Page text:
Public/private effort may chart Sand Hill School future in Sandwich

Posted Jun 10, 2013 @ 06:00 AM

When it comes to deciding the fate and future of historic properties around Sandwich, the town has had limited success in recent years; Town Hall restoration aside.

What to do with the Forestdale Schoolhouse, Deacon Eldred House on Shawme Pond and the old Sand Hill School / Clark-Haddad Building at Dewey Avenue are cases in point.

The Sand Hill School topic has been filled with debate and discussion for years. That discussion continues.

The Sandwich Historical Commission will approach selectmen next month with a suggestion for the closed structure after having reviewed the makeover of other old area schoolhouses and a Bass River bank that was closed for 17 years but was successfully made over into the Cultural Center of Cape Cod in Yarmouth.

Commission member Lisa Hassler did the investigating. At this point, she says, an arts/cultural center makes some sense for Sand Hill/Clark Haddad in a public-private partnership of sorts; with the Sandwich Chamber of Commerce possibly involved.

Hassler looked at the old Cataumet Schoolhouse in Bourne, but that was turned into a veritable museum with period furniture intact that would make events, displays and exhibits nearly impossible to hold at Sand Hill.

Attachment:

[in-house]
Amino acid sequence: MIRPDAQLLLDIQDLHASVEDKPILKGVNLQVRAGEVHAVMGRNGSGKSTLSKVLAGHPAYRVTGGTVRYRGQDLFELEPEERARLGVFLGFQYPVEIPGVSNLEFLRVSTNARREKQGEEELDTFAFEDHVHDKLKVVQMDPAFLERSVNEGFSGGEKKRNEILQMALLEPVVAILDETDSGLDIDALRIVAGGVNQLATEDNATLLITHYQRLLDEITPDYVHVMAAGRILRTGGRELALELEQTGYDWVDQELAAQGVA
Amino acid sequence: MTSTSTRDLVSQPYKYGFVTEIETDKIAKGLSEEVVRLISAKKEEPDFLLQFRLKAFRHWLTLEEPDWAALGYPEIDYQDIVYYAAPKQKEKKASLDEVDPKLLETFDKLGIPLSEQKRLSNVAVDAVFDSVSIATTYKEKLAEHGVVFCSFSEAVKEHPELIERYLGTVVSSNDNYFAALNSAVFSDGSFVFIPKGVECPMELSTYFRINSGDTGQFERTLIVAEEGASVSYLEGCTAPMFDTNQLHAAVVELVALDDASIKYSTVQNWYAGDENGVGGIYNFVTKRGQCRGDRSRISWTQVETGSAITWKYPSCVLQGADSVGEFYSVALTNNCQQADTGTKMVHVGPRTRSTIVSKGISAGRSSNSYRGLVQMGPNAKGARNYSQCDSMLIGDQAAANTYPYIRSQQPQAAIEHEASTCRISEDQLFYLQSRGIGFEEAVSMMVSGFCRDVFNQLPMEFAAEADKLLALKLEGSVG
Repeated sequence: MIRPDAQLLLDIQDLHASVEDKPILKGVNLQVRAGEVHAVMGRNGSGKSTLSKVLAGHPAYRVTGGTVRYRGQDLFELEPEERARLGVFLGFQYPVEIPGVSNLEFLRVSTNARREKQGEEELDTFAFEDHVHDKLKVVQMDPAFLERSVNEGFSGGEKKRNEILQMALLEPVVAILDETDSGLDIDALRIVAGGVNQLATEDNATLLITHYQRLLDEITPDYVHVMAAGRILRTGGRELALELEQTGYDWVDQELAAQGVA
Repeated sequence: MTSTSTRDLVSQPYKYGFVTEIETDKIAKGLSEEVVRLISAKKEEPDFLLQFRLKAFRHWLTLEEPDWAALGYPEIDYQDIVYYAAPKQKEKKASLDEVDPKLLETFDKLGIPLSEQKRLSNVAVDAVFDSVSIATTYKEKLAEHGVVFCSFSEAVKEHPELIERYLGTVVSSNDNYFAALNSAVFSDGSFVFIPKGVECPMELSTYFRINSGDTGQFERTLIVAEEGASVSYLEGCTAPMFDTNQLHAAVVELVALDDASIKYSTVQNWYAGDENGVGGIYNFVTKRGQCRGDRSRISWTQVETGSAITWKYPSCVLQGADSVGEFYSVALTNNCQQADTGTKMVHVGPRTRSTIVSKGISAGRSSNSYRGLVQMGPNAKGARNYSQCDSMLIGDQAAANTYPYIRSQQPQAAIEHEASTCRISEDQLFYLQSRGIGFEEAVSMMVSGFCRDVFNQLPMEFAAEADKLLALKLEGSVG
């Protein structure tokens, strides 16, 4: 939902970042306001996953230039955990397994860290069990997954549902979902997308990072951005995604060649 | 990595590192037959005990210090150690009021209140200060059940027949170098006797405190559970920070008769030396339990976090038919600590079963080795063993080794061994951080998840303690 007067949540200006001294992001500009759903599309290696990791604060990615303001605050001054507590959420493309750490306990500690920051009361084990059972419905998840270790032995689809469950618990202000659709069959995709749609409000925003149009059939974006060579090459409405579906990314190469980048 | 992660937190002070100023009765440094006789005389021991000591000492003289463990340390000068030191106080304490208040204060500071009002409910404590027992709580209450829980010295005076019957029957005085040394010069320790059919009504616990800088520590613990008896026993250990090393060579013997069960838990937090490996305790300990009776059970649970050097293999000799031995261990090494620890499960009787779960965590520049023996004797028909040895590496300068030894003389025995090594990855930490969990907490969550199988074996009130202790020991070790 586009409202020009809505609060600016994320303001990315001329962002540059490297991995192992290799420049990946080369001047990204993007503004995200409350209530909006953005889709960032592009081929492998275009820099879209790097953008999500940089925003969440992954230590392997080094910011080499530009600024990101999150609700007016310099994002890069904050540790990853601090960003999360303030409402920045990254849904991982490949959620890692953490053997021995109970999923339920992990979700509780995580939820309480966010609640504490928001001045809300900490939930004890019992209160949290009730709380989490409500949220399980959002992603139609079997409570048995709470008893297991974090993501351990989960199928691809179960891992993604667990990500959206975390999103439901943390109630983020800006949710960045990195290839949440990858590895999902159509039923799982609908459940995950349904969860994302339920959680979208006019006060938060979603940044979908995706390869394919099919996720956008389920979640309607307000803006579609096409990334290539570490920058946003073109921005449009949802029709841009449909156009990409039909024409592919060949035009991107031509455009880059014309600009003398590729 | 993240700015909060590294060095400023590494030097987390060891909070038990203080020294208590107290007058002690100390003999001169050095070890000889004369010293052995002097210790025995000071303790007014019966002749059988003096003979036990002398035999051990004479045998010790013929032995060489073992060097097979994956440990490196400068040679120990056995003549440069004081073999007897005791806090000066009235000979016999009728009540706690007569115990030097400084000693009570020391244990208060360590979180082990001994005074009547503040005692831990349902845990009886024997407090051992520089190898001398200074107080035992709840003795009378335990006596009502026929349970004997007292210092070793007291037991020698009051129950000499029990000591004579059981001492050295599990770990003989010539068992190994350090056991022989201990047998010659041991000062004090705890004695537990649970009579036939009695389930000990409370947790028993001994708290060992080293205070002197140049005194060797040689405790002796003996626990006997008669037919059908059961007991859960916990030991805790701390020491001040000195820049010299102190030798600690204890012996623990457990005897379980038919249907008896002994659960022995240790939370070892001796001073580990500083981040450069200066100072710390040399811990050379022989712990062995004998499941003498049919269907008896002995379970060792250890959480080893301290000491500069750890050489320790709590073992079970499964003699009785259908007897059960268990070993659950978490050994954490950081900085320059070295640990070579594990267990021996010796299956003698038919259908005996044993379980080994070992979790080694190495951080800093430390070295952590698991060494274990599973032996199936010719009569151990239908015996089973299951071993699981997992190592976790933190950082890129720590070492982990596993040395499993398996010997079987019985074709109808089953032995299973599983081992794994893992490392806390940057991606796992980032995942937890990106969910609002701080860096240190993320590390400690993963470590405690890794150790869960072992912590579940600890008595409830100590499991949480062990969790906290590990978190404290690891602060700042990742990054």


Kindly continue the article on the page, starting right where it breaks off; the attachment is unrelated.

Hassler says partnering with a non-profit group could lead to the restoration and maintenance of Sand Hill and an adaptive re-use – or re-uses – of the building.

Community Preservation Act funds might be tapped to finance an architectural reassessment of the building; something that would help later with grant applications.

Grant funding might flow to a makeover project given that the building is in the Jarvesville National Register Historic District and would support the start-up Glass Town Cultural District as well.

Selectmen will listen to historical commission suggestions July 25. The commission will present a brief slide presentation. The bottom line likely will be that a non-profit group be created to take responsibility for the building, its maintenance and leasing.

Selectmen undoubtedly will be attentive. There may be strands in the presentation that could be applied elsewhere; notably the Deacon Eldred House and Forestdale School. And perhaps even to a lesser extent at the 1927 section of the Henry T. Wing School, once youngsters leave for STEM studies at Sandwich High School.

Hassler is optimistic. She said the cultural center project in Yarmouth cost $700,000. But that project came in $500,000 under budget for a building that had been closed for 17 years.

She said a cultural center for Sand Hill is a reasonable idea. Part of the makeover would involve an improved appearance, a public/private partnership and a pragmatic evaluation of long-term uses; as well as efforts to protect the historical front façade.

An underlying argument in favor of such sentiment is commission consensus that arts and culture affect an area’s economic vitality.